What text evidence supports Machiavelli’s secondary purpose to inform readers about the tactics Sparta and Rome used to hold

What text evidence supports Machiavelli's secondary
purpose to inform readers about the tactics Sparta and
Rome used to hold cities and their effectiveness? Select
three options.
the list of cities conquered by Sparta and Rome
the description of how Sparta had held Greece
Read this passage from chapter 5 of The Prince.
There are, for example, the Spartans and the Romans. The
Spartans held Athens and Thebes, establishing there an
oligarchy: nevertheless they lost them. The Romans, in
order to hold Capua, Carthage, and Numantia, dismantled
them, and did not lose them. They wished to hold Greece as
the Spartans held it, making it free and permitting its laws,
and did not succeed. So to hold it they were compelled to
dismantle many cities in the country, for in truth there is no
safe way to retain them otherwise than by ruining them. And
he who becomes master of a city accustomed to freedom
and does not destroy it, may expect to be destroyed by it, for
in rebellion it has always the watchword of liberty and its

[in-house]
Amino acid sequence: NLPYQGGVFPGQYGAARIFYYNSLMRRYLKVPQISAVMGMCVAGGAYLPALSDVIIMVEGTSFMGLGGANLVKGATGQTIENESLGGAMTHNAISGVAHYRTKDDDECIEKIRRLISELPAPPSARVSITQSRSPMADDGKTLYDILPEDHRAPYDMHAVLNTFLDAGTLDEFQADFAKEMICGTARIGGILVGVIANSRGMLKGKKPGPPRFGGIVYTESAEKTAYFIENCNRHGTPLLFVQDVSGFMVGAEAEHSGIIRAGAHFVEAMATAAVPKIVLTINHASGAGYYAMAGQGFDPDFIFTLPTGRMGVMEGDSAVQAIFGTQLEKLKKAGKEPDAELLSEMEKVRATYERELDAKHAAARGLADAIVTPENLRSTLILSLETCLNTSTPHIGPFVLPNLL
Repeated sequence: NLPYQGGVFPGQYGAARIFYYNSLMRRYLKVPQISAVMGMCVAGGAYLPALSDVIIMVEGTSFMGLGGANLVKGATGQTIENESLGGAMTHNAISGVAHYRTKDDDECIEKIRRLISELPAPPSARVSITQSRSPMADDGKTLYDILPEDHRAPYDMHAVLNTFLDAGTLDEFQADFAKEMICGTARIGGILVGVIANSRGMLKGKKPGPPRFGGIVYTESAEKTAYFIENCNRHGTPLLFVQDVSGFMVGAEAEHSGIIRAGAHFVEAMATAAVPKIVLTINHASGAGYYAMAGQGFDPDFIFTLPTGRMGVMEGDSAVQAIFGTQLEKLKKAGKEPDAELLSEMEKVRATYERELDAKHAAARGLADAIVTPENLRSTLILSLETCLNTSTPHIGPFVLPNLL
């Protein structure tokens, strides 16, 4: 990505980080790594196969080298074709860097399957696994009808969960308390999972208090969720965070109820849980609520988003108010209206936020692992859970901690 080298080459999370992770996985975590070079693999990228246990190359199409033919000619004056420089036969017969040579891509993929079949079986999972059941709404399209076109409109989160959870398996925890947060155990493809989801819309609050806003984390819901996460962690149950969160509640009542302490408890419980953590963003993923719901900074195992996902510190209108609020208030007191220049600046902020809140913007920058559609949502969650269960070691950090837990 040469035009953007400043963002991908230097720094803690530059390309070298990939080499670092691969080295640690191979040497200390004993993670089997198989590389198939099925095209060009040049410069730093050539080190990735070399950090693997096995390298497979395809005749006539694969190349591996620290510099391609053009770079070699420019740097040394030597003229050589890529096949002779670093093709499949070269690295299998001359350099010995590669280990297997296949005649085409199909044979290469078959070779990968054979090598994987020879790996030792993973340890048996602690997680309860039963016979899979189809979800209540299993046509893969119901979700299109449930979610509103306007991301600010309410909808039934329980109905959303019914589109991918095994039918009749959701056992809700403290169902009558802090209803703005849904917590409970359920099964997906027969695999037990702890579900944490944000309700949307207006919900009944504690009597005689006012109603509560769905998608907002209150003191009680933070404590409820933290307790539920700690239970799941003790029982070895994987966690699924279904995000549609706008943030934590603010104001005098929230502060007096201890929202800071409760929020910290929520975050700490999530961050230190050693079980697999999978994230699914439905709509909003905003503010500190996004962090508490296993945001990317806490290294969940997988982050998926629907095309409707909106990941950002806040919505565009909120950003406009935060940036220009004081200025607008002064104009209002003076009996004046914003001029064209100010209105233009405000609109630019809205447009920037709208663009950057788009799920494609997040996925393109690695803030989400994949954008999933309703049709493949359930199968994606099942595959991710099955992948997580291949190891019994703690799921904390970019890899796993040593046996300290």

ancient privileges as a rallying point, which neither time nor
benefits will ever cause it to forget. And whatever you may
do or provide against they never forget that name or their
privileges unless they are disunited or dispersed, but at
the explanation of how Rome dismantled Greek cities
the characterization of liberty as a "watchword" of rebellion
the example of Pisa rebelling against the Florentines
av rally to them as Pisa after

Related Posts

This Post Has 2 Comments

  1. The correct answers are options one, two and three.

    In order to communicate about the effective tactics used by Sparta and Rome to hold cities, Machiavelli first names the cities seized by them. Then he describes how Sparta holds possession of Greece and how the Romans take apart Greek cities as a strategy to control them.

Leave a Reply

Your email address will not be published. Required fields are marked *